Personal Relationships: Repairing Personal Relationships
The Personal Relationships series has stimulated a great deal of interest in the rapidly developing area of personal relationship research. this fifth and final volume aims to illustrate and synthesize the different principles that lie within the various approaches to repairing relationships. It concentrates on two major themes: first, the importance of relationships as a support system; second, the possibility of repairing damaged or ineffective relationships. this is of particular significance in the light of rising divorce statistics and the increase of long-term social problems resulting from childhood relationship difficulties. The book shows the profound practical impact of the current theoretical and empirical research on the repair of relationships, and contains chapters dealing with specific problems, such as lonliness, drugs and their effect on relationships, divorce and health. The material is presented in such a way as to be of practical value to anyone working with relationship repair. Social and clinical psychologists, sociologists, therapists and social workers will all find this volume invaluable.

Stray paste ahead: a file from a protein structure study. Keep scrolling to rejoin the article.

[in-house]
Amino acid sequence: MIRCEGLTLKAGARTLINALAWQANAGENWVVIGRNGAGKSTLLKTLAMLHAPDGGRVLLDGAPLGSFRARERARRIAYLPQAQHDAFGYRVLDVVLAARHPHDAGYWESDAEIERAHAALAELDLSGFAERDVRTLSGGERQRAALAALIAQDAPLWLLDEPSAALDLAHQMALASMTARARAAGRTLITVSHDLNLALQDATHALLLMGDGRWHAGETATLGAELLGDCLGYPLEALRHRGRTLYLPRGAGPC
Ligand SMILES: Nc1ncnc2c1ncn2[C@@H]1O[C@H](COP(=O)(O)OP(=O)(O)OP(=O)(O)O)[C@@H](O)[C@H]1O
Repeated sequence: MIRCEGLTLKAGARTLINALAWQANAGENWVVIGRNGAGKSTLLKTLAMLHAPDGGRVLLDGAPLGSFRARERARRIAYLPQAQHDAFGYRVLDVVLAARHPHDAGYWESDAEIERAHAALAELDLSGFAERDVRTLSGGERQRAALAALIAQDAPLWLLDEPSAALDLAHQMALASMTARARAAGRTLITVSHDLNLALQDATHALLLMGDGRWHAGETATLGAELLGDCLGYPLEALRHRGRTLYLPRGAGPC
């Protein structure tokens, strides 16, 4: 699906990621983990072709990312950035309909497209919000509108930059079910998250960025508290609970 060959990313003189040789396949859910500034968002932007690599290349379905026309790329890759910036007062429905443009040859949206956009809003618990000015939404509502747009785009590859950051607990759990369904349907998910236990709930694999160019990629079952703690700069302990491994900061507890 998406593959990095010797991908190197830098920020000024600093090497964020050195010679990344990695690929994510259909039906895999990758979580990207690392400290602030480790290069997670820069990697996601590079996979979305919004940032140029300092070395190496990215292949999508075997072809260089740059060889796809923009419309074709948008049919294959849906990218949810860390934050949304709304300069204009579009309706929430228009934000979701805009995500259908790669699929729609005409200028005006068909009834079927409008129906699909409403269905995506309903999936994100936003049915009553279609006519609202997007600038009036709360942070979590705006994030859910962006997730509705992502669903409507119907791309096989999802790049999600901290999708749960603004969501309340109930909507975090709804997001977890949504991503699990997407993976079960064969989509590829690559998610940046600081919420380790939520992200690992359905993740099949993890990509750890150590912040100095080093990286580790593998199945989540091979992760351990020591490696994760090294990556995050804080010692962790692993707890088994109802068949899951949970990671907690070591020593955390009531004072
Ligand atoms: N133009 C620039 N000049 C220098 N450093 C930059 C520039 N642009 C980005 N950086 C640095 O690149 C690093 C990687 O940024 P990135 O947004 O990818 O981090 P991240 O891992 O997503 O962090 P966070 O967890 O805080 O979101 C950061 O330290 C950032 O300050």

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approach assessment changes characteristics child cognitive cognitive therapy communication coping correlated depression Developmental Psychology DiMatteo discussed dissolution distress divorce drug drug abuse effects emotional evaluate evidence example factors Family Therapy feel focused friends friendships Furman Goswick hypothesis important increase individual influence interpersonal relationships interpersonal skills intimacy involved Journal learned helplessness loneliness lonely marital relationships marital therapy marriage married measures Meichenbaum methadone mutual-participation negative nonverbal nonverbal communication opiate outcome participation partners party patients peer interactions peer relations perceived phase physician physician-patient relationship programs psychiatric psychological psychosomatic rates reinforcement Repairing Personal Relationships reported responsible role S. W. Duck self-efficacy separation significant social behavior social interaction social networks social skills training social support socially withdrawn sociometric status specific spouse stress studies subjective sense suggest supportive behavior talking cure targeted children techniques therapeutic therapist treatment variables well-being York